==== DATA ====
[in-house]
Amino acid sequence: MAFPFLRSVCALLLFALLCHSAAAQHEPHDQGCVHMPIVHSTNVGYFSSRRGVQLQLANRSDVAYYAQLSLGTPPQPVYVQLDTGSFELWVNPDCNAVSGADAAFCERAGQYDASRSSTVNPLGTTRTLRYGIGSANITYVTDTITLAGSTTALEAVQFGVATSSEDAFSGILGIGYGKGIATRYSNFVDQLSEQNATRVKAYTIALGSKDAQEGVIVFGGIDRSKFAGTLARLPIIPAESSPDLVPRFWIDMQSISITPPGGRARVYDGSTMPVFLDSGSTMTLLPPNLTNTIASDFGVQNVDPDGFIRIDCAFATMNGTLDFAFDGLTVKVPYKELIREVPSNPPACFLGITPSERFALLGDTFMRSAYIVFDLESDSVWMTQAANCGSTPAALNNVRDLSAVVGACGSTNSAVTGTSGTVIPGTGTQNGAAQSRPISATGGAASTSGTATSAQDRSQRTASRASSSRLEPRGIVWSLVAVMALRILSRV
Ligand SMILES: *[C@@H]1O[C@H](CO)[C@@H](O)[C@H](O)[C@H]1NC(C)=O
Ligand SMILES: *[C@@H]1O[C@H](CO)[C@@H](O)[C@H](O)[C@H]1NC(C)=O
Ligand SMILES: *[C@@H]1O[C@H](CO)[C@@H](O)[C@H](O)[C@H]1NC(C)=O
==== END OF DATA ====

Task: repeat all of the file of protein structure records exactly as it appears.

[in-house]
Amino acid sequence: MAFPFLRSVCALLLFALLCHSAAAQHEPHDQGCVHMPIVHSTNVGYFSSRRGVQLQLANRSDVAYYAQLSLGTPPQPVYVQLDTGSFELWVNPDCNAVSGADAAFCERAGQYDASRSSTVNPLGTTRTLRYGIGSANITYVTDTITLAGSTTALEAVQFGVATSSEDAFSGILGIGYGKGIATRYSNFVDQLSEQNATRVKAYTIALGSKDAQEGVIVFGGIDRSKFAGTLARLPIIPAESSPDLVPRFWIDMQSISITPPGGRARVYDGSTMPVFLDSGSTMTLLPPNLTNTIASDFGVQNVDPDGFIRIDCAFATMNGTLDFAFDGLTVKVPYKELIREVPSNPPACFLGITPSERFALLGDTFMRSAYIVFDLESDSVWMTQAANCGSTPAALNNVRDLSAVVGACGSTNSAVTGTSGTVIPGTGTQNGAAQSRPISATGGAASTSGTATSAQDRSQRTASRASSSRLEPRGIVWSLVAVMALRILSRV
Ligand SMILES: *[C@@H]1O[C@H](CO)[C@@H](O)[C@H](O)[C@H]1NC(C)=O
Ligand SMILES: *[C@@H]1O[C@H](CO)[C@@H](O)[C@H](O)[C@H]1NC(C)=O
Ligand SMILES: *[C@@H]1O[C@H](CO)[C@@H](O)[C@H](O)[C@H]1NC(C)=O